Goldman sees another weak year for markets after a lousy 2018
Slowing economic growth, shrinking central bank balance sheets and continued bouts of volatility will help make 2019 another poor year for markets
Tokyo: Slowing economic growth, shrinking central bank balance sheets and continued bouts of volatility will help make 2019 another poor year for risk-adjusted investment returns, with few obvious havens, according to Goldman Sachs Group Inc.
“Expect better but still low returns in 2019” for multi-asset global allocation portfolios, Goldman strategists including Christian Mueller-Glissman wrote in a note Monday. While the decline in valuations across asset classes has improved the medium-term outlook, “we see a weaker expected macro backdrop in 2019 as likely to limit return potential,” they wrote.
The gloomy outlook matches the experience of what’s been a rough year for financial markets. Investors have been rattled by everything from monetary policy normalization to tariff threats to global trade, a slowdown in China and the prospect that corporate-earnings growth has peaked. In what some have called a regime change, bonds have also been poor hedges for equities, upending the classic 60-40 portfolio strategy.
For their part, the Goldman strategists still advise an overweight allocation to stocks, but recommend a bigger holding of cash than benchmarks suggest and have an underweight call on bonds. The team downgraded credit to underweight last week.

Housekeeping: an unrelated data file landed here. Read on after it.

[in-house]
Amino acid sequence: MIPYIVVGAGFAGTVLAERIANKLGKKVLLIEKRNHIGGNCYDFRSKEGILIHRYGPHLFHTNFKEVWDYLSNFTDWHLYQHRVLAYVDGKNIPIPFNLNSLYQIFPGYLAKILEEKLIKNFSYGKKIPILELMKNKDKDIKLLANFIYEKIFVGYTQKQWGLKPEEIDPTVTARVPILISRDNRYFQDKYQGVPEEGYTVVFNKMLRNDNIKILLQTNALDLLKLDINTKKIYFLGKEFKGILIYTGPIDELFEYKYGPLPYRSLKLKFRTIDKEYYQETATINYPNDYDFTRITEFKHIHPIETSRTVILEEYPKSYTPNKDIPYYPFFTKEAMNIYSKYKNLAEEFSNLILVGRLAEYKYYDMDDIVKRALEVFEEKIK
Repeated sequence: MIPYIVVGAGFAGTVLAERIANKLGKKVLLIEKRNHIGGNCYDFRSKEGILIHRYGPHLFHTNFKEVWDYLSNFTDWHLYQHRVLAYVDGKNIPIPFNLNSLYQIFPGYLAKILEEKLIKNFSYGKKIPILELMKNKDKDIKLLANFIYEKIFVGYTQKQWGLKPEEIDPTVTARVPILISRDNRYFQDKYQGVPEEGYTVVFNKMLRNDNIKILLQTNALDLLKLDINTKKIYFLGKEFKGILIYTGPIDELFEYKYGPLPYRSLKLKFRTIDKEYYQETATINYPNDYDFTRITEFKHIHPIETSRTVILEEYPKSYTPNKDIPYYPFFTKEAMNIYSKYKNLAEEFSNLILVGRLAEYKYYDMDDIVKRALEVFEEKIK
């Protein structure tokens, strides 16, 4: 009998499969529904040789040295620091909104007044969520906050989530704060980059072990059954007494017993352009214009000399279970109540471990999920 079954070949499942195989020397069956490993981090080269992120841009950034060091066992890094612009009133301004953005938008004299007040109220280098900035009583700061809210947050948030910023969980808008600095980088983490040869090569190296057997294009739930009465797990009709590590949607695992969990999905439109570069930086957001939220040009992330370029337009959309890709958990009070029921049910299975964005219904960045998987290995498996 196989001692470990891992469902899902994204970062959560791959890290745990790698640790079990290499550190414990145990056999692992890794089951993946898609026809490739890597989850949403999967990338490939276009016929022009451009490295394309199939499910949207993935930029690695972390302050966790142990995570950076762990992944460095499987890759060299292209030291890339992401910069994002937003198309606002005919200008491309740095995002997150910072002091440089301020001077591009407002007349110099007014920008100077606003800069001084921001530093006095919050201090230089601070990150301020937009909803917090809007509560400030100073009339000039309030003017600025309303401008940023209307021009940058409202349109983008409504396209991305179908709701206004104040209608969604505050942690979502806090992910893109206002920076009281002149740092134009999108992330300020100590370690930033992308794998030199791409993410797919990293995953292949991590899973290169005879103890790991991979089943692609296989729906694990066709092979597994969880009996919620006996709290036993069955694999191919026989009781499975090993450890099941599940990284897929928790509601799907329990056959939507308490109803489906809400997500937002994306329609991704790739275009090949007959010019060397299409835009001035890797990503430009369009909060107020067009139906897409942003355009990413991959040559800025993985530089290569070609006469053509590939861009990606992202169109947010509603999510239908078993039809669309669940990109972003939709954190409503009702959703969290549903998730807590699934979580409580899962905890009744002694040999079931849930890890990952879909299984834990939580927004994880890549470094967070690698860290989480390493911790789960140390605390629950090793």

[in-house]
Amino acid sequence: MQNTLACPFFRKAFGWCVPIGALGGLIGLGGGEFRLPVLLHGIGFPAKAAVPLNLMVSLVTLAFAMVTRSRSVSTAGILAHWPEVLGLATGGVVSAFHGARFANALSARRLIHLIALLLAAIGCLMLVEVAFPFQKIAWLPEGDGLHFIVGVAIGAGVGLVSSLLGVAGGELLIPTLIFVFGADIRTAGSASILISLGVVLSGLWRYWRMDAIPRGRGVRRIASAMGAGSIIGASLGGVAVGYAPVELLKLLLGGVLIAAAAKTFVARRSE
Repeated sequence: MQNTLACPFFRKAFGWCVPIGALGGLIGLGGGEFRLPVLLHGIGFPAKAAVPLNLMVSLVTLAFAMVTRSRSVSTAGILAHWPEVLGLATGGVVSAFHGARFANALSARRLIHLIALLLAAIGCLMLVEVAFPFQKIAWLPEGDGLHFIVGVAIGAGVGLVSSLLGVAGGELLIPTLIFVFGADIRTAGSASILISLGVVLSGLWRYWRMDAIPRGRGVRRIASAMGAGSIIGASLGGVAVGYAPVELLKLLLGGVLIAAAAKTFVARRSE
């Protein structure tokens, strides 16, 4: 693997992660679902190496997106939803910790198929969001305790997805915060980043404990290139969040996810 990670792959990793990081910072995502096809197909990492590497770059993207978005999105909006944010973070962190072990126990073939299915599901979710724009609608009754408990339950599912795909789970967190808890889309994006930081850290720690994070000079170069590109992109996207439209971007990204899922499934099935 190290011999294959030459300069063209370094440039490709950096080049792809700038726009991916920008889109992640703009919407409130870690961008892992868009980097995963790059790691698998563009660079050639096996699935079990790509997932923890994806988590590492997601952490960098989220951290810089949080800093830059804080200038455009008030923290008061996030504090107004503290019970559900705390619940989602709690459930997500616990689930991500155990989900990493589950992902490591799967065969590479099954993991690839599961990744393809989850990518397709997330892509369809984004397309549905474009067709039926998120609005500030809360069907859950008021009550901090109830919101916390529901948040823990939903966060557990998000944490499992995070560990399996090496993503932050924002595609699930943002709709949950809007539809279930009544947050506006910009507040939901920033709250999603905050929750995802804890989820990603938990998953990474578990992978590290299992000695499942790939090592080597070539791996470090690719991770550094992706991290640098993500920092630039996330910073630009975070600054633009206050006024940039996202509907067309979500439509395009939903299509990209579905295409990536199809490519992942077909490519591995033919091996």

“We still see poor risk-adjusted returns in fixed income: we forecast negative total returns for bonds with more upward pressure on yields and credit spreads” in the first half of next year, they wrote. “There may be less reason to be bearish” on bonds by the latter part of 2019, as 10-year Treasuries “could reprice in the event of a more severe growth slowdown or deeper equity drawdown,” they said.
While far from catastrophic, this year is set to go down as one of the worst years for risk-adjusted cross-asset returns outside of crisis periods over the past quarter century, Goldman analysis indicates.
Though questions are emerging about the “strategic case” for commodities, Goldman has an overweight call on the asset class, with “significant near-term upside to oil” after the big tumble in crude the past two months. The team favours gold, with the dollar expected to weaken next year.
With the traditional bond hedge to equities unattractive, Goldman has also recommended that investors consider derivatives. With higher volatility, one tactic could involve selling calls on equities and buying puts after rallies, and buying calls and selling puts after “sharp corrections,” the strategists wrote separately last week.
This story has been published from a wire agency feed without modifications to the text. Only the headline has been changed.
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